42. Matches. {“Strike Anywhere” preferred.) Boxed, wooden matches will go first
43. Writing paper/pads/pencils, solar calculators
44. Insulated ice chests (good for keeping items from freezing in Wintertime.)
45. Work-boots, belts, Levis & durable shirts
46. Flashlights/LIGHTSTICKS & torches, “No. 76 Dietz” Lanterns
47. Journals, Diaries & Scrapbooks (jot down ideas, feelings, experience; Historic Times)
48. Garbage cans Plastic (great for storage, water, transporting – if with wheels)
49. Men’s Hygiene: Shampoo, Toothbrush/paste, Mouthwash/floss, nail clippers, etc
50. Cast iron cookware (sturdy, efficient)
51. Fishing supplies/tools
52. Mosquito coils/repellent, sprays/creams
53. Duct Tape
54. Tarps/stakes/twine/nails/rope/spikes
55. Candles
56. Laundry Detergent (liquid)
57. Backpacks, Duffel Bags
58. Garden tools & supplies
59. Scissors, fabrics & sewing supplies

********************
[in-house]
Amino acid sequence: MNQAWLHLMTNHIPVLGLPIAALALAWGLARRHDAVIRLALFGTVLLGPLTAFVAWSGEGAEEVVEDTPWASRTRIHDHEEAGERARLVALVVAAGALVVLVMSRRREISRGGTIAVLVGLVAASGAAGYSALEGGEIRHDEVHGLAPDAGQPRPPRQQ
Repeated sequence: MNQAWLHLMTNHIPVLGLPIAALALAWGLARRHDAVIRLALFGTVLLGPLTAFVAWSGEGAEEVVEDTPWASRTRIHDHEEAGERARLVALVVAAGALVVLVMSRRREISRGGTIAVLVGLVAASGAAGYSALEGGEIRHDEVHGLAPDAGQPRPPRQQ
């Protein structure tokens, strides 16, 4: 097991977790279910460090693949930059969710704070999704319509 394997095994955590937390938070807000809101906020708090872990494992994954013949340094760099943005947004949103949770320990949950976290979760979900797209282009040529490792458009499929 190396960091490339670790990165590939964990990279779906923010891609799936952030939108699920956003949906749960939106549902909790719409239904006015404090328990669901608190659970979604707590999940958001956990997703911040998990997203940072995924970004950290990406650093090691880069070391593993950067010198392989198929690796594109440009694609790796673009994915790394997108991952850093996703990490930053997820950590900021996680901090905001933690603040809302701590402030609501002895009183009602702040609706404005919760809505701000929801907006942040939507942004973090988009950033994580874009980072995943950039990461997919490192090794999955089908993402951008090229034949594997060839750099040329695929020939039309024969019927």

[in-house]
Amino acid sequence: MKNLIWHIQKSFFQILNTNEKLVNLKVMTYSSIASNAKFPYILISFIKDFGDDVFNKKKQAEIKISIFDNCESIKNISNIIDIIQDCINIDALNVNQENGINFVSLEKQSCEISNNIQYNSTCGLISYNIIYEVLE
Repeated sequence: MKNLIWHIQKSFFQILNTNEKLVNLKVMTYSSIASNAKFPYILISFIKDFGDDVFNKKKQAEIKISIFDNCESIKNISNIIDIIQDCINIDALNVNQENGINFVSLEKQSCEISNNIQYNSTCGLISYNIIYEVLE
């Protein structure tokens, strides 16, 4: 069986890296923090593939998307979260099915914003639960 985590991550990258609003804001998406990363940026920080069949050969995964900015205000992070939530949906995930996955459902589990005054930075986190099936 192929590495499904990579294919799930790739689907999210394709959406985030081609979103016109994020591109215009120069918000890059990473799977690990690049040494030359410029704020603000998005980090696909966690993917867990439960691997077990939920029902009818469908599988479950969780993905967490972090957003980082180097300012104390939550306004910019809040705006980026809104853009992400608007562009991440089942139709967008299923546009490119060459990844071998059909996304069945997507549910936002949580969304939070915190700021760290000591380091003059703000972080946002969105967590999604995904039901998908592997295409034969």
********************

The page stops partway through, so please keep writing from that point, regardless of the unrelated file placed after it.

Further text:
60. Canned Fruits, Veggies, Soups, stews, etc.
61. Bleach (plain, NOT scented: 4 to 6% sodium hypochlorite)
62. Canning supplies, (Jars/lids/wax)
63. Knives & Sharpening tools: files, stones, steel
64. Bicycles…Tires/tubes/pumps/chains, etc
65. Sleeping Bags & blankets/pillows/mats
66. Carbon Monoxide Alarm (battery powered)
67. Board Games, Cards, Dice
68. d-con Rat poison, MOUSE PRUFE II, Roach Killer
69. Mousetraps, Ant traps & cockroach magnets
70. Paper plates/cups/utensils (stock up, folks)
71. Baby wipes, oils, waterless & Antibacterial soap (saves a lot of water)
72. Rain gear, rubberized boots, etc.
73. Shaving supplies (razors & creams, talc, after shave)
74. Hand pumps & siphons (for water and for fuels)
75. Soy sauce, vinegar, bullions/gravy/soup-base
76. Reading glasses
77. Chocolate/Cocoa/Tang/Punch (water enhancers)
78. “Survival-in-a-Can
79. Woolen clothing, scarves/ear-muffs/mittens
80. Boy Scout Handbook, / also Leaders Catalog
81. Roll-on Window Insulation Kit (MANCO)
82. Graham crackers, saltines, pretzels, Trail mix/Jerky
83. Popcorn, Peanut Butter, Nuts
84. Socks, Underwear, T-shirts, etc. (extras)
85. Lumber (all types)
86. Wagons & carts (for transport to and from)
87. Cots & Inflatable mattress’s
88. Gloves: Work/warming/gardening, etc.
89. Lantern Hangers
90. Screen Patches, glue, nails, screws,, nuts & bolts
91. Teas
92. Coffee
93. Cigarettes
94. Wine/Liquors (for bribes, medicinal, etc,)
95. Paraffin wax
96. Glue, nails, nuts, bolts, screws, etc.
97. Chewing gum/Candy/Chocolate
98. Atomizers (for cooling/bathing)